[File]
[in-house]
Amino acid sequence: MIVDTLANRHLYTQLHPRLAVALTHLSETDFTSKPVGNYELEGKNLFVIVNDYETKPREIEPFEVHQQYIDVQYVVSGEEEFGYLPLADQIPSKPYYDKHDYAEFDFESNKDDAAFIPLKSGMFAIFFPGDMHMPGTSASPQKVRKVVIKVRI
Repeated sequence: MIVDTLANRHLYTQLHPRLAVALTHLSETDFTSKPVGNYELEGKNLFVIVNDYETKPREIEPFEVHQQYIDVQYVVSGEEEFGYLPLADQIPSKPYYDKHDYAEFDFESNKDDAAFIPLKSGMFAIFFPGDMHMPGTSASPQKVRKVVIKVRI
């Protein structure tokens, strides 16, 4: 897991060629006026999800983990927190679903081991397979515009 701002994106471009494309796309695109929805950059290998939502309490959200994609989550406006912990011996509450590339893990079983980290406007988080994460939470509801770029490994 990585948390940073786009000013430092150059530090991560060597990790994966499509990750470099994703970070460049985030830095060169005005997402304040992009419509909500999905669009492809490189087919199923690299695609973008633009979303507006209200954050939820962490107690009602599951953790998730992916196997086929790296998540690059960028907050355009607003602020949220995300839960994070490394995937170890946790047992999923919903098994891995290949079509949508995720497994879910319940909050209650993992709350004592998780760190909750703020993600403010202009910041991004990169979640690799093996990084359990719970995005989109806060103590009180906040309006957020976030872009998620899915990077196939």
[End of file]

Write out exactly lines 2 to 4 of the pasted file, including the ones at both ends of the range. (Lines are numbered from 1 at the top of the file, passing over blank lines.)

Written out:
Amino acid sequence: MIVDTLANRHLYTQLHPRLAVALTHLSETDFTSKPVGNYELEGKNLFVIVNDYETKPREIEPFEVHQQYIDVQYVVSGEEEFGYLPLADQIPSKPYYDKHDYAEFDFESNKDDAAFIPLKSGMFAIFFPGDMHMPGTSASPQKVRKVVIKVRI
Repeated sequence: MIVDTLANRHLYTQLHPRLAVALTHLSETDFTSKPVGNYELEGKNLFVIVNDYETKPREIEPFEVHQQYIDVQYVVSGEEEFGYLPLADQIPSKPYYDKHDYAEFDFESNKDDAAFIPLKSGMFAIFFPGDMHMPGTSASPQKVRKVVIKVRI
């Protein structure tokens, strides 16, 4: 897991060629006026999800983990927190679903081991397979515009 701002994106471009494309796309695109929805950059290998939502309490959200994609989550406006912990011996509450590339893990079983980290406007988080994460939470509801770029490994 990585948390940073786009000013430092150059530090991560060597990790994966499509990750470099994703970070460049985030830095060169005005997402304040992009419509909500999905669009492809490189087919199923690299695609973008633009979303507006209200954050939820962490107690009602599951953790998730992916196997086929790296998540690059960028907050355009607003602020949220995300839960994070490394995937170890946790047992999923919903098994891995290949079509949508995720497994879910319940909050209650993992709350004592998780760190909750703020993600403010202009910041991004990169979640690799093996990084359990719970995005989109806060103590009180906040309006957020976030872009998620899915990077196939």